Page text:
The International Organization for Migration (IOM) in Indonesia has suspected at least seven specific cases of child trafficking since the December 26 tsunami, but on January 7 UNICEF confirmed the first case of a child tsunami survivor being kidnapped. A four year old boy was kidnapped from Banda Aceh, the capital of Indonesia's Aceh province, by a couple claiming to be his parents. NGO's grew suspicious that the couple kidnapped the child when they later claimed to be the boy's neighbors as they checked him into a hospital 280 miles southeast of Banda Aceh. Another case under investigation in the Aceh province includes a charity worker's sighting of about 100 infants being taken in a speed boat in the middle of the night. According to the IOM "some 250,000 people are trafficked in, out and through the Southeast Asia region each year" for sexual exploitation or cheap domestic labor, so the countries hit by the tsunami have been on high alert for traffickers trying to take advantage of the disaster. As part of their efforts to prevent the child-trafficking situation from worsening in the wake of the tsunami, the Indonesian and Sri Lankan governments have banned the adoption of children orphaned by the tsunami. More from MSNBC's report... [Mark Godsey]
Friday, January 7, 2005
CrimProf Orin Kerr's new article, Digital Evidence and the New Criminal Procedure, to be published in an upcoming issue of the Columbia Law Review, is the only Crim piece to make SSRN's Top 10 list for dowloads in the last two months. His piece has been downloaded nearly 700 times. The abstract states:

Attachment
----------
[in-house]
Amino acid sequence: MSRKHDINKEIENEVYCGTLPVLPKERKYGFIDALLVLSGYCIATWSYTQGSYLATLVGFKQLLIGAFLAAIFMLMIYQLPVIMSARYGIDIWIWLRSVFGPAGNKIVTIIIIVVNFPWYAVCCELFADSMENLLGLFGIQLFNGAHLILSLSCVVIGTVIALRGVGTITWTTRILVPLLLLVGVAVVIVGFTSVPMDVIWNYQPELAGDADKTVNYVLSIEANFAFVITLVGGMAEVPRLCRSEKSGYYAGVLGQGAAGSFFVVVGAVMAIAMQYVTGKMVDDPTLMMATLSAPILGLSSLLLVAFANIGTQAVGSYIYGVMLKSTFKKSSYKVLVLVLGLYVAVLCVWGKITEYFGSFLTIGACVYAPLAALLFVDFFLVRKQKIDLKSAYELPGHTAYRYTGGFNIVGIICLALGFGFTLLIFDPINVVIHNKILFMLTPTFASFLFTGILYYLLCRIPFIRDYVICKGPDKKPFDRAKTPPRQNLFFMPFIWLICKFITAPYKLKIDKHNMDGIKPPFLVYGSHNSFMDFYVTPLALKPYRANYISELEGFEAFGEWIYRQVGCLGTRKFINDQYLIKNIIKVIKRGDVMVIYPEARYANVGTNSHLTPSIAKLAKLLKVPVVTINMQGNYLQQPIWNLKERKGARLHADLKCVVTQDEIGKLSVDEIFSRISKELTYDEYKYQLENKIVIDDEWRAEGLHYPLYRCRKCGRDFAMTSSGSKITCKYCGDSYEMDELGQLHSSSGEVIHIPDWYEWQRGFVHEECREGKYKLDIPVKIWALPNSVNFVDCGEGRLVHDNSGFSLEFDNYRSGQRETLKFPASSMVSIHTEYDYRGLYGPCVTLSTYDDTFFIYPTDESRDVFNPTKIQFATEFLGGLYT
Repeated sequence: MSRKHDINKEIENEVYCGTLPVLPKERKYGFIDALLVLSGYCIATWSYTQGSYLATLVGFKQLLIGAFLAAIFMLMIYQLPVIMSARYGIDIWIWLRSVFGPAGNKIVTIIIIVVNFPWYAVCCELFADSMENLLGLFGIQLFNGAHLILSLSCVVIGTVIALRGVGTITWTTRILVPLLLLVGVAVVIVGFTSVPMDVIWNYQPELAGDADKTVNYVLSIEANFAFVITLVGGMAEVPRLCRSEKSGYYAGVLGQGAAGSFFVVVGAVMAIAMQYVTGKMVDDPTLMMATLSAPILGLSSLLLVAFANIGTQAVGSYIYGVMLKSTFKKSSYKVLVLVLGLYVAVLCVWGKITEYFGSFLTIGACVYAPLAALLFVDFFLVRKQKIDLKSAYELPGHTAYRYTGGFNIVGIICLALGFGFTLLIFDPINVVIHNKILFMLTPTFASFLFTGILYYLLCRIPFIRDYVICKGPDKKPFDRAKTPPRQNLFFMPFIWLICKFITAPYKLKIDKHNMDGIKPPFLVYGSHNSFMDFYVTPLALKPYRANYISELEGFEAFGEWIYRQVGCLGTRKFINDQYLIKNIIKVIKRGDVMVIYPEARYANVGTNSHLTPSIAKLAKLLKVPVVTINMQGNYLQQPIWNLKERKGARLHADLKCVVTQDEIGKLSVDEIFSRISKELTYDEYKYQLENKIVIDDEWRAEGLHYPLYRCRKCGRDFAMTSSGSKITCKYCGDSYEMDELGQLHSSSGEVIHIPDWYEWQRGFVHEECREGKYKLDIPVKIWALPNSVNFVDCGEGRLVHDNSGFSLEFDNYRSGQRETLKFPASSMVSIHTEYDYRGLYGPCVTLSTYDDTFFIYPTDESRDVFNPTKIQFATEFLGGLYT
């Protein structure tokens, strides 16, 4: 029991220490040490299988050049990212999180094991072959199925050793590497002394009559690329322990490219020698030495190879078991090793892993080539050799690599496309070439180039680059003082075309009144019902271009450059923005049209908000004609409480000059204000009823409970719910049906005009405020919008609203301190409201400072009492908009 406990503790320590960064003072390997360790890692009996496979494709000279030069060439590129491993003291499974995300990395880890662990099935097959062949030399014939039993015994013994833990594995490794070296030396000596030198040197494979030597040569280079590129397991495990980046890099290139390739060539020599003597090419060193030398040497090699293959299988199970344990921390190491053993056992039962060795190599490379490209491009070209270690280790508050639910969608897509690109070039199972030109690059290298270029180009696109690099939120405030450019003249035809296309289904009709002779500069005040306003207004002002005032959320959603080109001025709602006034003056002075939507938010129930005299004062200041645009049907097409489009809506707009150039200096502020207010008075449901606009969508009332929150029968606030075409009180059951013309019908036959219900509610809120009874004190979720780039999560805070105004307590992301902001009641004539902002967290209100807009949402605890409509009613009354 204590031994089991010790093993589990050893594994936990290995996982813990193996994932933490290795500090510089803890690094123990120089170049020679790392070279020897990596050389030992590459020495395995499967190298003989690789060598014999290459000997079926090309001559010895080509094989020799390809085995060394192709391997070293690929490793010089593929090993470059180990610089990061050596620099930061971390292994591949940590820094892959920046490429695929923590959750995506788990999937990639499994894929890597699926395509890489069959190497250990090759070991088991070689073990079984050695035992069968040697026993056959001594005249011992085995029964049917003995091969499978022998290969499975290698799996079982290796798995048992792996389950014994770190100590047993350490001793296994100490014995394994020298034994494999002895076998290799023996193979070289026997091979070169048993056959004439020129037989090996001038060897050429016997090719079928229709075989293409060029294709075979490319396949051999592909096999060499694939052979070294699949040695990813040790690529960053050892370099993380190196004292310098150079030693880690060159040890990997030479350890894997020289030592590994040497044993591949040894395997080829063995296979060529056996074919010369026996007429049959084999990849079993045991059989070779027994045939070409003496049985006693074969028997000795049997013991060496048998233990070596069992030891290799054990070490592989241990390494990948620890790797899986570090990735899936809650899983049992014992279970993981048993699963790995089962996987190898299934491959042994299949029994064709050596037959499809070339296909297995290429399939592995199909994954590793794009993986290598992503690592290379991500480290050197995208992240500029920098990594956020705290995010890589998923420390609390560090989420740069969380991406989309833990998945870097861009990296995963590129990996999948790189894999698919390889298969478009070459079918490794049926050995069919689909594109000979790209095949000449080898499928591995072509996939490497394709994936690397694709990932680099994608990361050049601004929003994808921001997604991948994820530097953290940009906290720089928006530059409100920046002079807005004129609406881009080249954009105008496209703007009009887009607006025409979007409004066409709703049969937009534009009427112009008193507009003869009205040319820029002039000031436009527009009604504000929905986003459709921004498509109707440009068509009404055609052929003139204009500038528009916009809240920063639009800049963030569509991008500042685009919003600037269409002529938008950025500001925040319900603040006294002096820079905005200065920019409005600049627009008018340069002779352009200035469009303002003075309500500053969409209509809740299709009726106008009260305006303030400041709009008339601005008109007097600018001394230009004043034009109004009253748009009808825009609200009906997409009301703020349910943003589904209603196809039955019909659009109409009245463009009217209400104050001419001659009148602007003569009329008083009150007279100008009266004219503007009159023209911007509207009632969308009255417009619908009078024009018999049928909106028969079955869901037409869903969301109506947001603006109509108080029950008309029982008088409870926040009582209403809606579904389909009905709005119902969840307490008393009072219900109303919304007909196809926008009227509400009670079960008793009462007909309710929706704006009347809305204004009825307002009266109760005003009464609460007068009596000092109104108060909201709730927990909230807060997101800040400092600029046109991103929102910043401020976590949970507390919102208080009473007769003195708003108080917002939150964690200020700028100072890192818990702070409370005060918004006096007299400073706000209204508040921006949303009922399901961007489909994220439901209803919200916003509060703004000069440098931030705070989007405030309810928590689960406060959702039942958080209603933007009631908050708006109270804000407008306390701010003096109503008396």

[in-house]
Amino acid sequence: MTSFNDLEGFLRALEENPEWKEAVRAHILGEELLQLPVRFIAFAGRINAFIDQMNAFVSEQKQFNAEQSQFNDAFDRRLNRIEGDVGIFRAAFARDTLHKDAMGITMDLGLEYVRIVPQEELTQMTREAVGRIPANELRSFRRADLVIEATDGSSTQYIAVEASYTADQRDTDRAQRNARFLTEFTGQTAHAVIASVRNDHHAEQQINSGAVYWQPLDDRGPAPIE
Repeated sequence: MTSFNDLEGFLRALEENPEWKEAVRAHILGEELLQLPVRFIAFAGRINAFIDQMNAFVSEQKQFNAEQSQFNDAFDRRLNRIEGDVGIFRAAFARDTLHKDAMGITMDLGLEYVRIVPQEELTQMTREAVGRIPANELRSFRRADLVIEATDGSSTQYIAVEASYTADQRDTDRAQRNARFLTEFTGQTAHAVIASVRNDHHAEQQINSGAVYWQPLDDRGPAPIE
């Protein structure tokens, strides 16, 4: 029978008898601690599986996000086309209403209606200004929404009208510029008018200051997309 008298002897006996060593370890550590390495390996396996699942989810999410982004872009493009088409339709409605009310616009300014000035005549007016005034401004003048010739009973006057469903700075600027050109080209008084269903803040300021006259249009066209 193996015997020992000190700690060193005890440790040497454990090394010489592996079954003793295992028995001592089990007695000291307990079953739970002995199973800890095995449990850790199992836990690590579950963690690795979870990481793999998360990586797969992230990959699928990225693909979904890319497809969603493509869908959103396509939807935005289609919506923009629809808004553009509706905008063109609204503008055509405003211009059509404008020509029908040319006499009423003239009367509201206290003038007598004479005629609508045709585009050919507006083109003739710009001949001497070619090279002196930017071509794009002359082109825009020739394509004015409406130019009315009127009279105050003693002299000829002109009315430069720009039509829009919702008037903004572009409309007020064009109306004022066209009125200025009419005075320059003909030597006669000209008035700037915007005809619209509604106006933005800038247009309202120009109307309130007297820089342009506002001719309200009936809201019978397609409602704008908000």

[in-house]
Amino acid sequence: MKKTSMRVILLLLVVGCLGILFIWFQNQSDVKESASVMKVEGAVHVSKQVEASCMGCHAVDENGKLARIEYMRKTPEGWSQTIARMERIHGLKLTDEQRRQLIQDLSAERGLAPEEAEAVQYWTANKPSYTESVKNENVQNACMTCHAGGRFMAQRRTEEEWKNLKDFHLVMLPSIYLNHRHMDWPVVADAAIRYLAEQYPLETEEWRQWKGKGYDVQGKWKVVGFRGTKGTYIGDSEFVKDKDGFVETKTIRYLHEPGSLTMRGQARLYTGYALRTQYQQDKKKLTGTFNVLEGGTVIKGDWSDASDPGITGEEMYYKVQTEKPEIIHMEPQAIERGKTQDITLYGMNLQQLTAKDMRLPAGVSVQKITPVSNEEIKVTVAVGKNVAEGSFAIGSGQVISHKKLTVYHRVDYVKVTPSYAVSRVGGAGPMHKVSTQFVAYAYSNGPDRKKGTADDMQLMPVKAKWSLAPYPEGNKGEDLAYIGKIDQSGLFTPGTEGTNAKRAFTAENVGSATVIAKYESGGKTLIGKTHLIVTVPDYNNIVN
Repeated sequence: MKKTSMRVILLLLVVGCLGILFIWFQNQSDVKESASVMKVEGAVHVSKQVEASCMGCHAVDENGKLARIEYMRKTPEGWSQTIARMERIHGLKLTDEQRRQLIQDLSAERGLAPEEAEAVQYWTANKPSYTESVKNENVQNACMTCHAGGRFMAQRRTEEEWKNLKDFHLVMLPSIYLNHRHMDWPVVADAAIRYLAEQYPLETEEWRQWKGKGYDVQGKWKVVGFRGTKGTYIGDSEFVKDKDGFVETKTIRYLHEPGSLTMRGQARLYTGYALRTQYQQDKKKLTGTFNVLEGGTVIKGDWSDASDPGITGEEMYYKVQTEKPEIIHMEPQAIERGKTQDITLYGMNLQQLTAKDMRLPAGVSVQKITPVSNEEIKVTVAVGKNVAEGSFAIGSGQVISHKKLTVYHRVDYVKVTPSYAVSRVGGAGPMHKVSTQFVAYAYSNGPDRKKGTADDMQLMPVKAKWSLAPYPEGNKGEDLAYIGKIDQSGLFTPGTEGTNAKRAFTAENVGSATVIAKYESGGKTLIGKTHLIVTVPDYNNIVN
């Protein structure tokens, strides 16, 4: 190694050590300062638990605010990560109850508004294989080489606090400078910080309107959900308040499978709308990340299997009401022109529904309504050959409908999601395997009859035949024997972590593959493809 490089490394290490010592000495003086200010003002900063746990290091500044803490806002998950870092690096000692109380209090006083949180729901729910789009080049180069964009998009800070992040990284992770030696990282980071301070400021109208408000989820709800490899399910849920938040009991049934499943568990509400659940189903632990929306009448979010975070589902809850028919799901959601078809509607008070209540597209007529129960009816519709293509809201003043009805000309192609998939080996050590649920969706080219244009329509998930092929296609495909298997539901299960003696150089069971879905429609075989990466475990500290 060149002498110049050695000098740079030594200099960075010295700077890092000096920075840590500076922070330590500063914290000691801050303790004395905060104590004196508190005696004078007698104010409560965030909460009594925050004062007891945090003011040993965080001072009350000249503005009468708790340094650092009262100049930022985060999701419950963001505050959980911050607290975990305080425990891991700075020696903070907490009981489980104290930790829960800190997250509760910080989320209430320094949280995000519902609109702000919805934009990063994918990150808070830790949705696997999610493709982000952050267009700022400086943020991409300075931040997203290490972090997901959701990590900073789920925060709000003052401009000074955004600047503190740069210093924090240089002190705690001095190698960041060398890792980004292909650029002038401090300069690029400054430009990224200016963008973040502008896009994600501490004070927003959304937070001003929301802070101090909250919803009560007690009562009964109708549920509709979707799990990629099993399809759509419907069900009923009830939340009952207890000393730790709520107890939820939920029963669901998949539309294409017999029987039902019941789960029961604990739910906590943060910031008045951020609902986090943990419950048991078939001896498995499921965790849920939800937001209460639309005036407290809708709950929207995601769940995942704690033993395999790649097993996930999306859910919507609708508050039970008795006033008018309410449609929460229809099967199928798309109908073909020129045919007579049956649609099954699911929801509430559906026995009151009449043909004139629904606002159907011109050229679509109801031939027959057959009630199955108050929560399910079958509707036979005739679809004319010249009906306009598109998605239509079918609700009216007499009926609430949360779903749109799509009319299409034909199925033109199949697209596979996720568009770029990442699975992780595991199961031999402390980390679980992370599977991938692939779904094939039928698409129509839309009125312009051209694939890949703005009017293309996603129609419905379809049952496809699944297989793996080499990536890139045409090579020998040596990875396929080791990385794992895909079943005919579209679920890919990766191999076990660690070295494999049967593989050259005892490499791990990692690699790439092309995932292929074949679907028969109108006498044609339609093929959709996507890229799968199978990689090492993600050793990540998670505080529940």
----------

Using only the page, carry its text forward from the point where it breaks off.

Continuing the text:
This essay shows how existing rules of criminal procedure are poorly equipped to regulate the collection of digital evidence. It predicts that new rules of criminal procedure will evolve to regulate digital evidence investigations, and offers preliminary thoughts on what those rules should look like and what institutions should generate them.
Digital evidence will trigger new rules of criminal procedure because computer-related crimes feature new facts that will demand new law. The law of criminal procedure has evolved to regulate the mechanisms common to the investigation of physical crime, namely the collection of physical evidence and eyewitness testimony. Existing law is naturally tailored to the law enforcement needs and privacy threats they raise. Computers have recently introduced a new form of evidence: digital evidence, consisting of zeros and ones of electricity. Digital evidence is collected in different ways than eyewitness testimony or physical evidence. The new ways of collecting evidence are so different that the rules developed for the old investigations often no longer make sense for the new. Rules that balance privacy and public safety when applied to the facts of physical crime investigations often lead to astonishing results when applied to the facts of computer crime investigations. They permit extraordinarily invasive government powers to go unregulated in some contexts, and yet allow phantom privacy threats to shut down legitimate investigations in others.